20070930

De realitatis falsis
I'm teaching composition this semester, and at the moment I am grading their first papers, which are to varying degrees an analytical explication of the elements of short fiction. Most of them are all right, but I've come across a disturbing pattern of error in not only their prose but also their thinking: several of them have proposed that something is a "false reality" or that "reality [is] that nothing is as it seems."
As I understand it, these terms would seem to be paradoxical: the idea of reality, especially as we mean it in the post-Enlightenment world, is that there is a single state of being from which all our knowledge arises. To adapt and perpetuate a misinterpretation of Gertrude Stein, there is a there there, and it cannot be changed. What changes is our perception of reality, and that perception is what can be said to be "true" or "false." So why, then, have my students conflated their idea of reality with reality itself, to the effect that they feel it possible to say that reality itself can, on occasion, not be real?
In all likelihood, there are a number of factors at work, from the trickle-down Romantic idealism so popular in American bourgeois culture to the daily barrage of poorly constructed syllogisms that is our current political climate. I'm not out to lay the blame anywhere, but I am sincerely disappointed that not one but several of my students appear to think that reality itself can be unreal. Surrealism I can accept; dreams I can accept; but an unreal reality is too paradoxical for an old materialist like me.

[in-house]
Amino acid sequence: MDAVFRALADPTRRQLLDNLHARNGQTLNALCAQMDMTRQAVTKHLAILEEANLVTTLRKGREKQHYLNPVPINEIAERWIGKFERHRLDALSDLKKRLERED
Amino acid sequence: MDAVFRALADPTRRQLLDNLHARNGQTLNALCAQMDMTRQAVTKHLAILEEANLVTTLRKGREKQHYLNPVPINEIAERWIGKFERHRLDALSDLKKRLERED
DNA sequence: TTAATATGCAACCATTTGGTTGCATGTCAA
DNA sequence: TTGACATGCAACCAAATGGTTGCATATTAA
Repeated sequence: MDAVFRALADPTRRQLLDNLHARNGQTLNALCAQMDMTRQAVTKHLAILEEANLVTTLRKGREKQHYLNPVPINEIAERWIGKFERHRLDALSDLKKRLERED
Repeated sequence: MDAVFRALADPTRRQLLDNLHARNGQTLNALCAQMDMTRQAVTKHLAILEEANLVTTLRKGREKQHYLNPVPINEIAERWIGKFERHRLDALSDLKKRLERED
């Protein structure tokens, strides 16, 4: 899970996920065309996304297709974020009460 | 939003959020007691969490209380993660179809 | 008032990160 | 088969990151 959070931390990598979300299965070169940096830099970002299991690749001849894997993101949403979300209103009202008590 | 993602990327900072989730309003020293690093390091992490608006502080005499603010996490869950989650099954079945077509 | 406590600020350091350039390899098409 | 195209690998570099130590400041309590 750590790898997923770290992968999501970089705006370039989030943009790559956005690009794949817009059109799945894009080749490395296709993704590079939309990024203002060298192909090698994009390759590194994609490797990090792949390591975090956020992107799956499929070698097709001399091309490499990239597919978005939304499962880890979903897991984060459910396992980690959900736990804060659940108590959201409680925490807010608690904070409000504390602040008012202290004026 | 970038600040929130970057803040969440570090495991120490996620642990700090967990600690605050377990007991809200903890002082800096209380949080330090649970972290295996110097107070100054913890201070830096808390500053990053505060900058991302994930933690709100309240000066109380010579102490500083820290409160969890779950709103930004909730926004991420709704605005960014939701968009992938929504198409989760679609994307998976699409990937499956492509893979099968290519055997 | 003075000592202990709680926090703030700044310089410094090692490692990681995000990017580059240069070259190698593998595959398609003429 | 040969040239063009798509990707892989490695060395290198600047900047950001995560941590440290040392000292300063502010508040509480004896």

It does lead me to ask, though: what do you think? Am I overreacting, or are there in fact reasons why our students can't tell the difference between "false perceptions of reality" and "false realities"?

Edit: Meanwhile, my parents are in town, and we had brunch (how bourgeois!) at La Maison des Tartes (how aristo!), which was very tasty. On the way back, we took the bike trail, and overtook not only several nice people but a very strange pair of animals: a Great Dane and a small pig, both with the same piebald markings. The Dane was friendly, but the pig was confused. Overall, an amusing afternoon.

2 comments:

Awkward Opus said...

"The Dane of Patchypig"--not to be confused with the Pied Piper of Hamlin. I love La Maison, or at least I did the last time I could afford it. It's great when parents buy, isn't it?

As for the problem of reality, I think it would be simpler to assume that an unreal reality was the least of the average student's intellectual malfunctions, but I don't think it's hopeless. Maybe addressing the paradox in class, without making it sound as absurd as it is (I've made plenty of dumber rhetorical errors than that one), would lead them to think a bit more about...well, about whether the things they say/write make any sense at all. Good luck with it; I'm quite curious as to how that discussion will go.

Jacob said...

That's not a bad suggestion, though I don't know if I could work it in without seriously disrupting the flow of class. Besides, Monday's lecture began with the "you have to structure argumentative essays so that they include both a statement of your argument and evidence to support that" speech. Talking semantics with kids whose argumentative skills are still a little too rough is an invitation to a sacking.